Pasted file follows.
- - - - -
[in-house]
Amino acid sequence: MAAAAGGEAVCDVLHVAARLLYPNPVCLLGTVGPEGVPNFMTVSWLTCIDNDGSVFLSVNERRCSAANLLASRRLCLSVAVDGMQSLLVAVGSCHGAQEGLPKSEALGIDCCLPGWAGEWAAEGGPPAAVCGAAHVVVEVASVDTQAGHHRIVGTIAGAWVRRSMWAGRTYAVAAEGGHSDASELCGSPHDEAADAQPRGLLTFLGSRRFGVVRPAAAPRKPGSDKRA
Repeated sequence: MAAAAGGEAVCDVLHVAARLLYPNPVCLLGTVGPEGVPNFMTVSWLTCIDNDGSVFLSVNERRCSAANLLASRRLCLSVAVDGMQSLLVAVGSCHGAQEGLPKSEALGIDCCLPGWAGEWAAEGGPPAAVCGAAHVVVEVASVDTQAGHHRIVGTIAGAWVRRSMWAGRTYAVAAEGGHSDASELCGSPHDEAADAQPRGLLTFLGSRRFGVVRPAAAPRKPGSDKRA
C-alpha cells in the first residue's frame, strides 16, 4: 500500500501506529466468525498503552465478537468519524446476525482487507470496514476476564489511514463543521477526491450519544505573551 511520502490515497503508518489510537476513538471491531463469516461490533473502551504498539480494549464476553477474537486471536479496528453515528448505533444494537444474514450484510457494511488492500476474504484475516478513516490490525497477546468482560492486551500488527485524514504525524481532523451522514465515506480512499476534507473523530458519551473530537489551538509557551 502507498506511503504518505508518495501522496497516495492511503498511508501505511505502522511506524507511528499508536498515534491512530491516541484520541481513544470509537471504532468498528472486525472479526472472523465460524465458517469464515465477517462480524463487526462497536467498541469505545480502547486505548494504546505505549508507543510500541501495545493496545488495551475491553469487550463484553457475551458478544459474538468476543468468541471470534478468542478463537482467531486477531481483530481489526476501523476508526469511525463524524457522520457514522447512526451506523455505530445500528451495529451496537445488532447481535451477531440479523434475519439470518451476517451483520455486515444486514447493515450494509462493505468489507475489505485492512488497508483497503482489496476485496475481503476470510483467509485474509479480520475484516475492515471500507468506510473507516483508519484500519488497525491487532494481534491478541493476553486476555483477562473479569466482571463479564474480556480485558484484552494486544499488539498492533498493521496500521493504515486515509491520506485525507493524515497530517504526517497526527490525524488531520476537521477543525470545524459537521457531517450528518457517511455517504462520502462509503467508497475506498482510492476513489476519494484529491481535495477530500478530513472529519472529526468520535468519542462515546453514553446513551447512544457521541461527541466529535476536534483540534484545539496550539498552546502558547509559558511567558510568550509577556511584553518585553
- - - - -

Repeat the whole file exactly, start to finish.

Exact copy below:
[in-house]
Amino acid sequence: MAAAAGGEAVCDVLHVAARLLYPNPVCLLGTVGPEGVPNFMTVSWLTCIDNDGSVFLSVNERRCSAANLLASRRLCLSVAVDGMQSLLVAVGSCHGAQEGLPKSEALGIDCCLPGWAGEWAAEGGPPAAVCGAAHVVVEVASVDTQAGHHRIVGTIAGAWVRRSMWAGRTYAVAAEGGHSDASELCGSPHDEAADAQPRGLLTFLGSRRFGVVRPAAAPRKPGSDKRA
Repeated sequence: MAAAAGGEAVCDVLHVAARLLYPNPVCLLGTVGPEGVPNFMTVSWLTCIDNDGSVFLSVNERRCSAANLLASRRLCLSVAVDGMQSLLVAVGSCHGAQEGLPKSEALGIDCCLPGWAGEWAAEGGPPAAVCGAAHVVVEVASVDTQAGHHRIVGTIAGAWVRRSMWAGRTYAVAAEGGHSDASELCGSPHDEAADAQPRGLLTFLGSRRFGVVRPAAAPRKPGSDKRA
C-alpha cells in the first residue's frame, strides 16, 4: 500500500501506529466468525498503552465478537468519524446476525482487507470496514476476564489511514463543521477526491450519544505573551 511520502490515497503508518489510537476513538471491531463469516461490533473502551504498539480494549464476553477474537486471536479496528453515528448505533444494537444474514450484510457494511488492500476474504484475516478513516490490525497477546468482560492486551500488527485524514504525524481532523451522514465515506480512499476534507473523530458519551473530537489551538509557551 502507498506511503504518505508518495501522496497516495492511503498511508501505511505502522511506524507511528499508536498515534491512530491516541484520541481513544470509537471504532468498528472486525472479526472472523465460524465458517469464515465477517462480524463487526462497536467498541469505545480502547486505548494504546505505549508507543510500541501495545493496545488495551475491553469487550463484553457475551458478544459474538468476543468468541471470534478468542478463537482467531486477531481483530481489526476501523476508526469511525463524524457522520457514522447512526451506523455505530445500528451495529451496537445488532447481535451477531440479523434475519439470518451476517451483520455486515444486514447493515450494509462493505468489507475489505485492512488497508483497503482489496476485496475481503476470510483467509485474509479480520475484516475492515471500507468506510473507516483508519484500519488497525491487532494481534491478541493476553486476555483477562473479569466482571463479564474480556480485558484484552494486544499488539498492533498493521496500521493504515486515509491520506485525507493524515497530517504526517497526527490525524488531520476537521477543525470545524459537521457531517450528518457517511455517504462520502462509503467508497475506498482510492476513489476519494484529491481535495477530500478530513472529519472529526468520535468519542462515546453514553446513551447512544457521541461527541466529535476536534483540534484545539496550539498552546502558547509559558511567558510568550509577556511584553518585553